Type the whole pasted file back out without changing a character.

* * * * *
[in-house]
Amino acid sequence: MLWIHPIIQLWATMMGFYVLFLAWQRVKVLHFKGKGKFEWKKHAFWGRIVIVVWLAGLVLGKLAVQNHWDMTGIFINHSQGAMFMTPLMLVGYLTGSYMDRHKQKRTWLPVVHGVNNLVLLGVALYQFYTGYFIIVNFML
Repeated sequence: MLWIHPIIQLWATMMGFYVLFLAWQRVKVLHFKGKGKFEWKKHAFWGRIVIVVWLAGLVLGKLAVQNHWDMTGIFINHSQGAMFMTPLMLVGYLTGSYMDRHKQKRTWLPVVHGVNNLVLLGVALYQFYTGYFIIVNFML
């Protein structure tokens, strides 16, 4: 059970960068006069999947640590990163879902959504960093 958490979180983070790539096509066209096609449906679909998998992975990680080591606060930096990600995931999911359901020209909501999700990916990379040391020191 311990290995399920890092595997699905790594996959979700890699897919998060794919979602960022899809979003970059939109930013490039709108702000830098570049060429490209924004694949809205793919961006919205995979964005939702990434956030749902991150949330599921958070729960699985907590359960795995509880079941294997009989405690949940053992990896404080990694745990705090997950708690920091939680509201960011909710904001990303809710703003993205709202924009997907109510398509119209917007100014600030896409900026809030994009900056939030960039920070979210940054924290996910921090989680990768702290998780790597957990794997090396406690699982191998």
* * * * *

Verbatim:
[in-house]
Amino acid sequence: MLWIHPIIQLWATMMGFYVLFLAWQRVKVLHFKGKGKFEWKKHAFWGRIVIVVWLAGLVLGKLAVQNHWDMTGIFINHSQGAMFMTPLMLVGYLTGSYMDRHKQKRTWLPVVHGVNNLVLLGVALYQFYTGYFIIVNFML
Repeated sequence: MLWIHPIIQLWATMMGFYVLFLAWQRVKVLHFKGKGKFEWKKHAFWGRIVIVVWLAGLVLGKLAVQNHWDMTGIFINHSQGAMFMTPLMLVGYLTGSYMDRHKQKRTWLPVVHGVNNLVLLGVALYQFYTGYFIIVNFML
């Protein structure tokens, strides 16, 4: 059970960068006069999947640590990163879902959504960093 958490979180983070790539096509066209096609449906679909998998992975990680080591606060930096990600995931999911359901020209909501999700990916990379040391020191 311990290995399920890092595997699905790594996959979700890699897919998060794919979602960022899809979003970059939109930013490039709108702000830098570049060429490209924004694949809205793919961006919205995979964005939702990434956030749902991150949330599921958070729960699985907590359960795995509880079941294997009989405690949940053992990896404080990694745990705090997950708690920091939680509201960011909710904001990303809710703003993205709202924009997907109510398509119209917007100014600030896409900026809030994009900056939030960039920070979210940054924290996910921090989680990768702290998780790597957990794997090396406690699982191998």